Computing device 800 may have additional features or functionality. For example, computing device 800 may also include additional data storage devices (removable and/or non-removable) such as, for example, magnetic disks, optical disks, or tape. Such additional storage is illustrated in FIG. 8 by removable storage 809 and non-removable storage 810. Computer storage media may include volatile and nonvolatile, removable and non-removable media implemented in any method or technology for storage of information, such as computer readable instructions, data structures, program modules, or other data. System memory 804, removable storage 809 and non-removable storage 810 are all examples of computer storage media. Thus, computer storage media includes, but is not limited to, RAM, ROM, EEPROM, flash memory or other memory technology, CD-ROM, digital versatile disks (DVD) or other optical storage, magnetic cassettes, magnetic tape, magnetic disk storage or other magnetic storage devices, or any other medium which can be used to store the desired information and which can be accessed by computing device 800. Any such computer storage media may be part of device 800. Computing device 800 may also have input device(s) 812 such as keyboard, mouse, pen, voice input device, touch input device, etc. Output device(s) 814 such as a display, speakers, printer, etc. may also be included. These devices are well known in the art and need not be discussed at length here.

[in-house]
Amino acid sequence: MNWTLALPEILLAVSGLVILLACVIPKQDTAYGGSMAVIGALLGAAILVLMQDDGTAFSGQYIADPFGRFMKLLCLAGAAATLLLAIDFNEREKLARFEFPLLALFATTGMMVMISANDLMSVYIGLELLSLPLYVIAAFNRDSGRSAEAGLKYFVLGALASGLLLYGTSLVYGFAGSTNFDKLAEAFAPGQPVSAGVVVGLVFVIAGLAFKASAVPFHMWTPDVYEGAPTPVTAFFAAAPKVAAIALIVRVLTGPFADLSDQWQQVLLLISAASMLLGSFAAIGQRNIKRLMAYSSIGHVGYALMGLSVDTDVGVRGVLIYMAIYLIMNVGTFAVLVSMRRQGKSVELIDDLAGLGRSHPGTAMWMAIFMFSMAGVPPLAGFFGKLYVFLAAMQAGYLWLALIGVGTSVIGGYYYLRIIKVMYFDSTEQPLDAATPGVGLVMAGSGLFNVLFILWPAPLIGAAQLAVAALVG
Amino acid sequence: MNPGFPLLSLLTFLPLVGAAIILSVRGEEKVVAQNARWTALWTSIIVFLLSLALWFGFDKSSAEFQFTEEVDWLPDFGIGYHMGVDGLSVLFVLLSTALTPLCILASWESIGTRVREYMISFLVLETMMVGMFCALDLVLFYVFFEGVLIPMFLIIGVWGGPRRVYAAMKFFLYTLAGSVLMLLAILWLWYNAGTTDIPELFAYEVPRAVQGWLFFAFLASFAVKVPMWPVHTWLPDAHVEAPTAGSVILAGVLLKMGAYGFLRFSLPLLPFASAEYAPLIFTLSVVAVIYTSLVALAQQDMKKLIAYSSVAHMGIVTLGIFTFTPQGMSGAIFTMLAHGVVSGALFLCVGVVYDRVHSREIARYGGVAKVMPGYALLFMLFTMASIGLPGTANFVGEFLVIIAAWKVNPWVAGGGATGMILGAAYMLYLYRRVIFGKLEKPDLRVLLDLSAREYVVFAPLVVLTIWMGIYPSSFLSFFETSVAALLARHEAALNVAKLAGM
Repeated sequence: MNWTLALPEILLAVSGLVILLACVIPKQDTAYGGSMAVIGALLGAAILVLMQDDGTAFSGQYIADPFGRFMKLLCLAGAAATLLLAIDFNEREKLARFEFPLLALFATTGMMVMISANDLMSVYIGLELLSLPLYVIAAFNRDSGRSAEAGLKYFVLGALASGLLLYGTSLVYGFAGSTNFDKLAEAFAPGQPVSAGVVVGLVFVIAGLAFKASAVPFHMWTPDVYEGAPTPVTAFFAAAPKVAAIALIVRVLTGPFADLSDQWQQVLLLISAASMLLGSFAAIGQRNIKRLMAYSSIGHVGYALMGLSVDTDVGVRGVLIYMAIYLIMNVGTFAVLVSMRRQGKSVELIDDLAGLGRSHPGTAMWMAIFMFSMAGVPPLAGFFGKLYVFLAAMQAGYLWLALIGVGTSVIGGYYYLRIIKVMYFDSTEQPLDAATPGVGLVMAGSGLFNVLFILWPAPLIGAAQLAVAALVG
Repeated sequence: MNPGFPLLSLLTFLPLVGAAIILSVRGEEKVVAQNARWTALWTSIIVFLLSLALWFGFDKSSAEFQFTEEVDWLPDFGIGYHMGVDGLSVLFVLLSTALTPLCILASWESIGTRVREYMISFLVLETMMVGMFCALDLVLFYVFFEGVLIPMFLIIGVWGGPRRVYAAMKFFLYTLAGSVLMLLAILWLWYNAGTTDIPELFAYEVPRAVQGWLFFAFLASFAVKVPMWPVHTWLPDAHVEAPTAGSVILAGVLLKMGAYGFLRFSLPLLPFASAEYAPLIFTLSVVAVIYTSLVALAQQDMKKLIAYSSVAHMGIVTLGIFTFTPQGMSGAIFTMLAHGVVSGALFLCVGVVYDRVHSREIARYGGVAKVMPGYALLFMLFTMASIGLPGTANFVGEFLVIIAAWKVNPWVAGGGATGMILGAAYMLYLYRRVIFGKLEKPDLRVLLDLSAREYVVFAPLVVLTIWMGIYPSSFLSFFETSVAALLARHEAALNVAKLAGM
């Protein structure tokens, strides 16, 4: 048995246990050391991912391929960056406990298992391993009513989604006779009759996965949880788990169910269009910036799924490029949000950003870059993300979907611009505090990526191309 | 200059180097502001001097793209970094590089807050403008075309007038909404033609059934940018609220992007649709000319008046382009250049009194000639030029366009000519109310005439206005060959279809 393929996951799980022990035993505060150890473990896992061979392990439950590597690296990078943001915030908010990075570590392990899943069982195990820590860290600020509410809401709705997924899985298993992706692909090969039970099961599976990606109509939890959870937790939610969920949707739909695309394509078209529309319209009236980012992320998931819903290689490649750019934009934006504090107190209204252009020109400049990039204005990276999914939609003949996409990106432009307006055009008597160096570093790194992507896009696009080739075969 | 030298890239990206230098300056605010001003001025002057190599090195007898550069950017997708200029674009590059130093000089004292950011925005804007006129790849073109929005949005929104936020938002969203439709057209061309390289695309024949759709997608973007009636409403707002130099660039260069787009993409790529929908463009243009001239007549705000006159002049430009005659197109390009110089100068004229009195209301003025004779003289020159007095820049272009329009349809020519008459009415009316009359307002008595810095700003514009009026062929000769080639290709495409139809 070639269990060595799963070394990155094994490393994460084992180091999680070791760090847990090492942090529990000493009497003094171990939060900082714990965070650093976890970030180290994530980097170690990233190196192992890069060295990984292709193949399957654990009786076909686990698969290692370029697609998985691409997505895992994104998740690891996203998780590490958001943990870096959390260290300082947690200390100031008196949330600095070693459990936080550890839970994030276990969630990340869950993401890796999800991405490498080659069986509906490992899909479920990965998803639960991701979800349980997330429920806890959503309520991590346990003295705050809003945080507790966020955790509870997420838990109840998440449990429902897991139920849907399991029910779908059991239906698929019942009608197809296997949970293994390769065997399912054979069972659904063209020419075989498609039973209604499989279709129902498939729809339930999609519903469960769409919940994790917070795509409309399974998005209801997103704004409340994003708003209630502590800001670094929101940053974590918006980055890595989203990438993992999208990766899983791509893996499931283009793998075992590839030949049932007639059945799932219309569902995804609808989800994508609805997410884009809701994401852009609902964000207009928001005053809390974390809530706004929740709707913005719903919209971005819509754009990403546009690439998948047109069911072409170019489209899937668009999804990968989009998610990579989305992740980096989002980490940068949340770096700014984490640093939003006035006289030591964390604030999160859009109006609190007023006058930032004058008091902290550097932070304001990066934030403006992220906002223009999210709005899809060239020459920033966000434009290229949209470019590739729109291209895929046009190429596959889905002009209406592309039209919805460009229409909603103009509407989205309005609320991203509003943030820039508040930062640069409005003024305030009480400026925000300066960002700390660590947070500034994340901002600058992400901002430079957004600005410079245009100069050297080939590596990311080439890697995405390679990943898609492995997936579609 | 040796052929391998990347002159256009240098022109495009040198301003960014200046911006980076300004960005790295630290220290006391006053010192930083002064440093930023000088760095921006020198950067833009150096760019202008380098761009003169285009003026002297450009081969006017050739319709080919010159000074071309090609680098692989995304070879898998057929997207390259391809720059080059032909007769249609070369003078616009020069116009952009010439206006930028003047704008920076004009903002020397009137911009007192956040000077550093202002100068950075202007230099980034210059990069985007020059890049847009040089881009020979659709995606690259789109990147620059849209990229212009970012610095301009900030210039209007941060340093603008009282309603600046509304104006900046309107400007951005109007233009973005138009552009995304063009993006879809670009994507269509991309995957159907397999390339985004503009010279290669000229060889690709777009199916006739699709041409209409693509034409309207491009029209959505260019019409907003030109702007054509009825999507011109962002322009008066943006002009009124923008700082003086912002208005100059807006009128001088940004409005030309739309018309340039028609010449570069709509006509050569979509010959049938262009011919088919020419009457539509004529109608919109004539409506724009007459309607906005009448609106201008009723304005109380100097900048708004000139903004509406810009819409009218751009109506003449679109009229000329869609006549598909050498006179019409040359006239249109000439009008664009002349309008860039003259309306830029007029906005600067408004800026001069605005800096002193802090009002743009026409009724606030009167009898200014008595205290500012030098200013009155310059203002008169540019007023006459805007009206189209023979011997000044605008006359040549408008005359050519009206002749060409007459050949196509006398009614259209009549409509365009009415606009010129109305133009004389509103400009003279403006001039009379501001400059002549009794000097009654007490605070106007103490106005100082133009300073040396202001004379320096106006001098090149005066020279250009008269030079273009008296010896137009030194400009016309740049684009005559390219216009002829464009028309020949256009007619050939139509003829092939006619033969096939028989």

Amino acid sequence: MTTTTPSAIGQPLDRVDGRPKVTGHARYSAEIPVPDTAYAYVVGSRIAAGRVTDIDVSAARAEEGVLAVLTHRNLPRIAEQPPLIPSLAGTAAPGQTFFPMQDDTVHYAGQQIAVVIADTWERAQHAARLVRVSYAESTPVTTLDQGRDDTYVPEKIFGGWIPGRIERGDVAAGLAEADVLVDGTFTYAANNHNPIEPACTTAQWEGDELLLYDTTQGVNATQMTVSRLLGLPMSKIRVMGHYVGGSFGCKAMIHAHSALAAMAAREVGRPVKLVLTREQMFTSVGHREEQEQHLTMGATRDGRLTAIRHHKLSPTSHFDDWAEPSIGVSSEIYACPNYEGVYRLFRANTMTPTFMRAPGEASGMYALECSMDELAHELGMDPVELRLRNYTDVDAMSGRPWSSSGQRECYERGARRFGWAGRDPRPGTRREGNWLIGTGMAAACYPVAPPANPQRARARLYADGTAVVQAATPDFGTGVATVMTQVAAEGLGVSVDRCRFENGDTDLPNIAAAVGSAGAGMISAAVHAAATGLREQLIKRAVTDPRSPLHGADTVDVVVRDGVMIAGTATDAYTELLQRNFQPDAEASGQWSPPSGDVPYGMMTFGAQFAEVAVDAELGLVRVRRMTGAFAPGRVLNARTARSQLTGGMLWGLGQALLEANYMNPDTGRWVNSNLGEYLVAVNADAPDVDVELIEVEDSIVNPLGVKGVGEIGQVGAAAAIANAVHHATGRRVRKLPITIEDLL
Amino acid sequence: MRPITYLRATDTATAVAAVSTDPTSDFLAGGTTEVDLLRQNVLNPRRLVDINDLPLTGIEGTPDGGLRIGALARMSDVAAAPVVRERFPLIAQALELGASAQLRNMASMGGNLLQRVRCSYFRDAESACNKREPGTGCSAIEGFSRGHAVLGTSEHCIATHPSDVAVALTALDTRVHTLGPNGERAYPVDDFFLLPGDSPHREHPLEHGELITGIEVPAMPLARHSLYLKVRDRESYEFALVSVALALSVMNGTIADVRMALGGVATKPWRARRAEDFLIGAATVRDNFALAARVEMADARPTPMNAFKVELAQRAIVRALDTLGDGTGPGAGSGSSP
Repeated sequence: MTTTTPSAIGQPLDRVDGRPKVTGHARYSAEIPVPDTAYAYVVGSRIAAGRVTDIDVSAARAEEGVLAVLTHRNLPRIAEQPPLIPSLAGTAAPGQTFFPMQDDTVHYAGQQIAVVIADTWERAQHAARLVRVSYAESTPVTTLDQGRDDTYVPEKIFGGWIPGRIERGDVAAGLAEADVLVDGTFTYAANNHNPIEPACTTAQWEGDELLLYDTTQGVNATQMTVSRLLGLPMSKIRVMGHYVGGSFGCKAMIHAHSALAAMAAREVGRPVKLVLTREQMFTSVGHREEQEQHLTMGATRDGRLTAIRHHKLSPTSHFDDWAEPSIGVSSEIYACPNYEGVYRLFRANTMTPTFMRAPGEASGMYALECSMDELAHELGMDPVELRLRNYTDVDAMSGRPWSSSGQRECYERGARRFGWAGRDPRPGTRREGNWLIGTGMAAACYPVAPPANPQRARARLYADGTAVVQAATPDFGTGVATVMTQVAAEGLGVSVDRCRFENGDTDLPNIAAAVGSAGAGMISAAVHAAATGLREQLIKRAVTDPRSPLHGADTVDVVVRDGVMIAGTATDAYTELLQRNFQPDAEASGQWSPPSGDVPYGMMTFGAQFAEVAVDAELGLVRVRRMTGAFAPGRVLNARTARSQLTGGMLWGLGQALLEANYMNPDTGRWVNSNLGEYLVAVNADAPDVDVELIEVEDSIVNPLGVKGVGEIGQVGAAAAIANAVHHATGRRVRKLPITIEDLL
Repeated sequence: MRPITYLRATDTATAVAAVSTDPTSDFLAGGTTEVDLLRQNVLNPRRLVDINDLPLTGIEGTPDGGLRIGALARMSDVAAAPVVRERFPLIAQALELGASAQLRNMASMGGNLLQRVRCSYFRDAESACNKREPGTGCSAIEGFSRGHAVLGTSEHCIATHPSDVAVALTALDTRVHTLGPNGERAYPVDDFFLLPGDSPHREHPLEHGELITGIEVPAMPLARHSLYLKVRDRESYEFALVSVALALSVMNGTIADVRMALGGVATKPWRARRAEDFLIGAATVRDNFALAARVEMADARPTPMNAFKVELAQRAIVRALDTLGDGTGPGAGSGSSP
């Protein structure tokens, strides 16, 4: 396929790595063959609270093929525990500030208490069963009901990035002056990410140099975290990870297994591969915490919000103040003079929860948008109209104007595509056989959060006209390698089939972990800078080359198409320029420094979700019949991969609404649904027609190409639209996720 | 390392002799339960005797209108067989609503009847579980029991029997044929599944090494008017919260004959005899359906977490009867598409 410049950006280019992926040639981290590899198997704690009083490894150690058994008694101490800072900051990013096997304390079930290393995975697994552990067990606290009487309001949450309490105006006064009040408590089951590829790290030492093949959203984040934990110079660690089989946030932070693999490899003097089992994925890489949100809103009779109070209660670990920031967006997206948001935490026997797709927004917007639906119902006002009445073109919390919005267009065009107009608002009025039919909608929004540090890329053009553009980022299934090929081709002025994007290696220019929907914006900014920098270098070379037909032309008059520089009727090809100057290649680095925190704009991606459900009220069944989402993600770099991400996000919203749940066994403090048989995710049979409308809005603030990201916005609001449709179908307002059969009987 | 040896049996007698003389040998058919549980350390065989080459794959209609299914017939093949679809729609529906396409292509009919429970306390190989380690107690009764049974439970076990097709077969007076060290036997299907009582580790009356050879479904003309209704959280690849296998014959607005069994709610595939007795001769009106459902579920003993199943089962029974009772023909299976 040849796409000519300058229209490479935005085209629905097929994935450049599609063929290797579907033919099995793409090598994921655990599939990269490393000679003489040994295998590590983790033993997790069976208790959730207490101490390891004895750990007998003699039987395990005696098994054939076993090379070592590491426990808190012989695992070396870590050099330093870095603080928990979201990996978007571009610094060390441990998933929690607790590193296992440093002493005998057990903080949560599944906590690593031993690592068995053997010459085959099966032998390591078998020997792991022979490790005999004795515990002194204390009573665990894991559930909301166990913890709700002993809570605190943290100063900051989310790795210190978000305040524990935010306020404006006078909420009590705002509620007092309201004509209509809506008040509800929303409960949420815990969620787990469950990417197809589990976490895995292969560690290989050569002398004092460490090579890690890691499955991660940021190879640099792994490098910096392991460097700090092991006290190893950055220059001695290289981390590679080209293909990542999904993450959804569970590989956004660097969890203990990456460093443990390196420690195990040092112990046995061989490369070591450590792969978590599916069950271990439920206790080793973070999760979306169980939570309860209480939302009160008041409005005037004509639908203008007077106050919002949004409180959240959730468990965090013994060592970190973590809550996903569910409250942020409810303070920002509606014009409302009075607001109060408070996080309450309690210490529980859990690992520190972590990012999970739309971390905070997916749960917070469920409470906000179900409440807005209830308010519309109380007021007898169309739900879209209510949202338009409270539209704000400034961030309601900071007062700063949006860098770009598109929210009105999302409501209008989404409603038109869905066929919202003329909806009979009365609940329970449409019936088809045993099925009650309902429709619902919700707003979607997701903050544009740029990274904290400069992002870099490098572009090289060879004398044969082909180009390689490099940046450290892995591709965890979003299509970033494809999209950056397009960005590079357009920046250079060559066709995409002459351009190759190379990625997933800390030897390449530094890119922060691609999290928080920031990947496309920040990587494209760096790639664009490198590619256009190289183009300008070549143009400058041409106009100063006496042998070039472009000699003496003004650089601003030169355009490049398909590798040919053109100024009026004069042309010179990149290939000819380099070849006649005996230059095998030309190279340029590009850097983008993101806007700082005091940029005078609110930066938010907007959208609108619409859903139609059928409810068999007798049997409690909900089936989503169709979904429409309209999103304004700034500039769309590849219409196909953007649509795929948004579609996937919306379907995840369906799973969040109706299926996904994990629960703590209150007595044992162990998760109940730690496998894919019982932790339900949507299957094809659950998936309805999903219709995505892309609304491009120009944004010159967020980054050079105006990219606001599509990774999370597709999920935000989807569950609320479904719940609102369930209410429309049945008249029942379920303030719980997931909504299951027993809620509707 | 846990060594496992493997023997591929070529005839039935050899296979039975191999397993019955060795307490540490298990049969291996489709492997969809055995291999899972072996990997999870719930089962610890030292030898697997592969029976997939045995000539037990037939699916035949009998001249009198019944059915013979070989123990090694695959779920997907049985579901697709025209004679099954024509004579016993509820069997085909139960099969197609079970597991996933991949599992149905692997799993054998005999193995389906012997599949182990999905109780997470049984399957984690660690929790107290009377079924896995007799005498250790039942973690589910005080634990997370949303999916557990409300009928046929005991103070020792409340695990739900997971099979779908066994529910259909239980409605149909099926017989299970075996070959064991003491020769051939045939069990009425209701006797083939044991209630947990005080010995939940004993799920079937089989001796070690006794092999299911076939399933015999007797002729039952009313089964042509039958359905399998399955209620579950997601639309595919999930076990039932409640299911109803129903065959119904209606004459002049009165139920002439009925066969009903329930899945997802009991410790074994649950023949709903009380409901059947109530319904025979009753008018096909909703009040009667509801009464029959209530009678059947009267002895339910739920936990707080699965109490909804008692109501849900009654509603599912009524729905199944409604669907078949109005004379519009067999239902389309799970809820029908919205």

Computing device 800 may also contain communication connections 816 that allow the device to communicate with other computing devices 818, such as over a network. Communication connection(s) 816 is one example of communication media. Communication media may typically be embodied by computer readable instructions, data structures, program modules, or other data in a modulated data signal, such as a carrier wave or other transport mechanism, and includes any information delivery media. The term “modulated data signal” means a signal that has one or more of its characteristics set or changed in such a manner as to encode information in the signal. By way of example, and not limitation, communication media includes wired media such as a wired network or direct-wired connection, and wireless media such as acoustic, RF, infrared and other wireless media. Computer readable media can be any available media that can be accessed by a computer. By way of example, and not limitation, computer readable media may comprise “computer storage media” and “communications media.”